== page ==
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With so much e-commerce, the equivalent of 8 Pentagons worth of warehouses are being built right now in D-FW

North Texas leads the country in pandemic-driven warehouse construction.

DALLAS — When is the last time you really thought about warehouses? They’re kind of a big deal. Those hulking buildings make it possible for you to keep clicking "buy" for all those online items, and then magically getting them dropped at your door in two days, or one day, or the same day.  

Those enormous industrial parks are also prime spots for companies that have decided to re-shore and bring some of their manufacturing back here.  

Considering that the pandemic has made us more reliant than ever on e-commerce, and the pandemic has exposed weaknesses in global supply chains, it is no surprise that more of those huge industrial parks have been popping up in Dallas-Fort Worth to support manufacturing and e-commerce. 

The New York Times was right on this month when it reported: Warehouse Space Is The Latest Thing Being Hoarded. According to Cushman & Wakefield, Texas-sized hoarding is happening. 

Last year, Houston led the country with 23,753,775 more square feet of industrial building space added. D-FW wasn’t too far behind with 19,073,450 square feet added.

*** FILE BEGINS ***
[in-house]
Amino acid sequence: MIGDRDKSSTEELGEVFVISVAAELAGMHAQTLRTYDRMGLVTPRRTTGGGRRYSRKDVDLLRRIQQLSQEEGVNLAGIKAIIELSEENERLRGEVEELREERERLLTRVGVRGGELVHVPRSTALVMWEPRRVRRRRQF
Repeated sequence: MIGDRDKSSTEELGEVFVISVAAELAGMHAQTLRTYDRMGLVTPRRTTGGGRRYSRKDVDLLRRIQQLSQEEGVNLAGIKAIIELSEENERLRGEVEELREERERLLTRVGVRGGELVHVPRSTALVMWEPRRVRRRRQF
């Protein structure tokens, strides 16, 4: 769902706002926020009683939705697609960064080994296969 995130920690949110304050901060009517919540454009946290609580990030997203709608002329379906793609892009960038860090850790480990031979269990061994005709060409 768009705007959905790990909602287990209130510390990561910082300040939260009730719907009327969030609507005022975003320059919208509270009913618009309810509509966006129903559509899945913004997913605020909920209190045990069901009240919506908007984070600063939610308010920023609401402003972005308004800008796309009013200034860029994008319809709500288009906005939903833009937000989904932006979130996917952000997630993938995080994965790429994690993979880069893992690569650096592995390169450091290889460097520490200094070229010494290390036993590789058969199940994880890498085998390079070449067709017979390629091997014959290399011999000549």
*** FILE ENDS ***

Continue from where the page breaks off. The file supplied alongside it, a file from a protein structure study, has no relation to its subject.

But this is the biggie: Another 54,123,127 square feet of warehouse and manufacturing space is being constructed in North Texas. That is, by far, more than anywhere else in the country. 

And just to give you an idea, that 54 million square feet of work space being built is equivalent to eight Pentagons.  

These are huge investments. Developers and companies see that we’re growing like wild in D-FW, and that they need a large industrial footprint to supply residents with what they need. And they like that the area is centrally located away from the big seaports. 

Corporations took note of those huge shipping backups in December, and it started to make a lot more sense to start grabbing some huge warehouses in the middle of the country, stash a bunch of inventory in them, and then ship from those depots if incoming product gets caught in another bottleneck at the ports.